NEW YORK - Joseph Malkevitch has been a math enthusiast for most of his adult life. Ironically, for years, Malkevitch has been battling a medical condition that is highly unpredictable.
"I noticed it in the form of tingling in my feet and toes and initially it went away, and so I just tossed it aside as a glitch," Malkevitch explained.
Malkevitch's doctors diagnosed him with peripheral neuropathy; damage to the nerves in the peripheral system that lead from the brain to the extremities, but they could not determine a cause. Medical experts said that's not uncommon.
Now, researchers are testing a drug to treat neuropathy pain. Right now, it's known only as CC8464. Inspired by the toxin found in Japanese pufferfish, the drug copies how the fish toxins disrupt signals to the body.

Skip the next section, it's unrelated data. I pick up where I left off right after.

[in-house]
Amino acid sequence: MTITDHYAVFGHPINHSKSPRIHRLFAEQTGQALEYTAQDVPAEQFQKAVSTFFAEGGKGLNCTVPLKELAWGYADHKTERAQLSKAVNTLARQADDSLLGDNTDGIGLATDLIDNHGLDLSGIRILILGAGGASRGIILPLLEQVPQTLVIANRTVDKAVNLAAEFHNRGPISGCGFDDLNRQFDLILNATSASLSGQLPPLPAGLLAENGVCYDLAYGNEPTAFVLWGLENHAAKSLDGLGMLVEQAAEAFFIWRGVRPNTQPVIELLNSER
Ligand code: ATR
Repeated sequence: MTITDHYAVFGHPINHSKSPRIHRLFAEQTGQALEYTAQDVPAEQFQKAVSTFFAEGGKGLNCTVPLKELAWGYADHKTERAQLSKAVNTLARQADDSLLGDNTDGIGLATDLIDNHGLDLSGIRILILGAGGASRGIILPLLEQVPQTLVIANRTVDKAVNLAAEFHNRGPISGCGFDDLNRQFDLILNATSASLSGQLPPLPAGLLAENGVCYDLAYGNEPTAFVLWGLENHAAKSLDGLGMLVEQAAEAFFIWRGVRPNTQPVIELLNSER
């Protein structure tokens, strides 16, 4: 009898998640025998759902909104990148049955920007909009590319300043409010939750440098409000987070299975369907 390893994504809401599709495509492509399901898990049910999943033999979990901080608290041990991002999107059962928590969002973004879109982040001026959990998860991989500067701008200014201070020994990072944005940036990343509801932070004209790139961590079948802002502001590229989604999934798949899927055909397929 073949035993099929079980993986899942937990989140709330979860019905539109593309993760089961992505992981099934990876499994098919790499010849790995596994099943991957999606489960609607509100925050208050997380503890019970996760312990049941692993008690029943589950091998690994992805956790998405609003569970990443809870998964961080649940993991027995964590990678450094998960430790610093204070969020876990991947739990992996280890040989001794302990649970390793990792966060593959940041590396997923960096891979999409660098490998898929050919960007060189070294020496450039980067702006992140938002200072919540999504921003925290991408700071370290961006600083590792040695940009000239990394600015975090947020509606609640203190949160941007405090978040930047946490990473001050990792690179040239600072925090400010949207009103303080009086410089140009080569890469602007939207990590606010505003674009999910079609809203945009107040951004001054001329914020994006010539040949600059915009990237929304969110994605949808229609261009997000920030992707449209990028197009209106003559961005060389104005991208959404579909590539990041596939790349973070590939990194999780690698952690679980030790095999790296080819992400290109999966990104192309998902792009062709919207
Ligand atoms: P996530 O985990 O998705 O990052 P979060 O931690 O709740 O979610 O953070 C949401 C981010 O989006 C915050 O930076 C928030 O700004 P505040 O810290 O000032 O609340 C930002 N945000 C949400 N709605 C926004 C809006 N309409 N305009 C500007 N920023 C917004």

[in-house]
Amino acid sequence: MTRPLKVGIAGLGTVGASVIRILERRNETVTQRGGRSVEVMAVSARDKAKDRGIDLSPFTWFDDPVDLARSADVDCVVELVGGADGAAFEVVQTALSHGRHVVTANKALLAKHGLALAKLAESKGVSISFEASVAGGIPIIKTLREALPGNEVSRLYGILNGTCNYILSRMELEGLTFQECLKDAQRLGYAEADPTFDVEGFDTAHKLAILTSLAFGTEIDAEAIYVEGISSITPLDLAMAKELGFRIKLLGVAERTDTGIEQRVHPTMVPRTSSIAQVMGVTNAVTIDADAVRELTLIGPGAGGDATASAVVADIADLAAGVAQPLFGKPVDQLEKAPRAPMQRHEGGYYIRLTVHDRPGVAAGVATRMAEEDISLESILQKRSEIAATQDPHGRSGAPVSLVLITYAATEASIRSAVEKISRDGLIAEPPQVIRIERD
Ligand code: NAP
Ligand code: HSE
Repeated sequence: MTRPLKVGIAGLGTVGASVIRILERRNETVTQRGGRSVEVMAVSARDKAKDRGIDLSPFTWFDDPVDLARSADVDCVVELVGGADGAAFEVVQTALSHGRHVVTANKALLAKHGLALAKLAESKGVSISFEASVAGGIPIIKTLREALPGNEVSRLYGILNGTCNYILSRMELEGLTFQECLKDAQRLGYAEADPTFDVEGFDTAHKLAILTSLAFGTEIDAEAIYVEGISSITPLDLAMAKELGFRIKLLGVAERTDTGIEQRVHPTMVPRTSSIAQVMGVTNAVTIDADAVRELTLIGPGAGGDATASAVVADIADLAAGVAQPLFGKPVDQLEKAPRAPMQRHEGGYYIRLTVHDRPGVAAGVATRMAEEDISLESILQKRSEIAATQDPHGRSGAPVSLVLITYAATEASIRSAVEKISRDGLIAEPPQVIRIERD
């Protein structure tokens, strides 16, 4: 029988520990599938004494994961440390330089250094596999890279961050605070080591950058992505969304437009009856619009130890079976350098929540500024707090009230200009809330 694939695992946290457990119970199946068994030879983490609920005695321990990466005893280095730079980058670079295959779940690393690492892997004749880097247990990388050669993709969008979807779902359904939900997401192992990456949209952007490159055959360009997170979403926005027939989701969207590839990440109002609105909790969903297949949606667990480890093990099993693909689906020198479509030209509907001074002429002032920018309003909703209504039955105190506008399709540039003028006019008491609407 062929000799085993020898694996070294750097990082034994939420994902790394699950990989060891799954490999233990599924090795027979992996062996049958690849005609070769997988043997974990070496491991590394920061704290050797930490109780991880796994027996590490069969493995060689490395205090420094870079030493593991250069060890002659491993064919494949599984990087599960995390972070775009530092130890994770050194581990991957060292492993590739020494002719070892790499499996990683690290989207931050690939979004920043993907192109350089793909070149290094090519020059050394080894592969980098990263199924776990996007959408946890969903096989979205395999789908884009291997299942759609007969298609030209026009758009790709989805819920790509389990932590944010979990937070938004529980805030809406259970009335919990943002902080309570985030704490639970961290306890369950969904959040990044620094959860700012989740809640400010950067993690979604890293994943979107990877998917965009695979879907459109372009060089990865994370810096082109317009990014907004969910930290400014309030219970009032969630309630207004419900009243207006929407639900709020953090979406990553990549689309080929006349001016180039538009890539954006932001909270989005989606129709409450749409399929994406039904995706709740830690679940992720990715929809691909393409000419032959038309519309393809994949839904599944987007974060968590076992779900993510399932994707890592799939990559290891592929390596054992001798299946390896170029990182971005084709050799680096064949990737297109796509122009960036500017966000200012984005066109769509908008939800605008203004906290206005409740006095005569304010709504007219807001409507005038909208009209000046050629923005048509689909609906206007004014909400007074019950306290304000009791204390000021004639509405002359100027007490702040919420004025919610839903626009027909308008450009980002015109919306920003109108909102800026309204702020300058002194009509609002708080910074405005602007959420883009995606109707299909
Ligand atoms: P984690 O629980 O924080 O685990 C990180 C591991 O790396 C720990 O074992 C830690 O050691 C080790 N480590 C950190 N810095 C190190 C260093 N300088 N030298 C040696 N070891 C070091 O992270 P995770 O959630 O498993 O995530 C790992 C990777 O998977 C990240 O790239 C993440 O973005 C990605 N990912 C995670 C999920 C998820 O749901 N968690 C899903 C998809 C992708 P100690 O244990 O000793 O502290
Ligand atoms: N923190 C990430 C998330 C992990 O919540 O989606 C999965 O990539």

"How it works in the body is by targeting those peripheral nerve fibers and not penetrating the brain," said Dr. Heikki Mansikka, vice president of clinical development at Chromocell.
Researchers say since the drug candidate bypasses the brain and works directly on the peripheral nerves, it may not be addictive.
While Malkevitch chooses to manage his neuropathy without medication, he knows others with this condition may be searching for serious pain relief.
The potential new drug is being developed by the New Jersey-based company Chromocell. The FDA granted the drug "fast-track" status based on need. It is currently in phase-one clinical trials.
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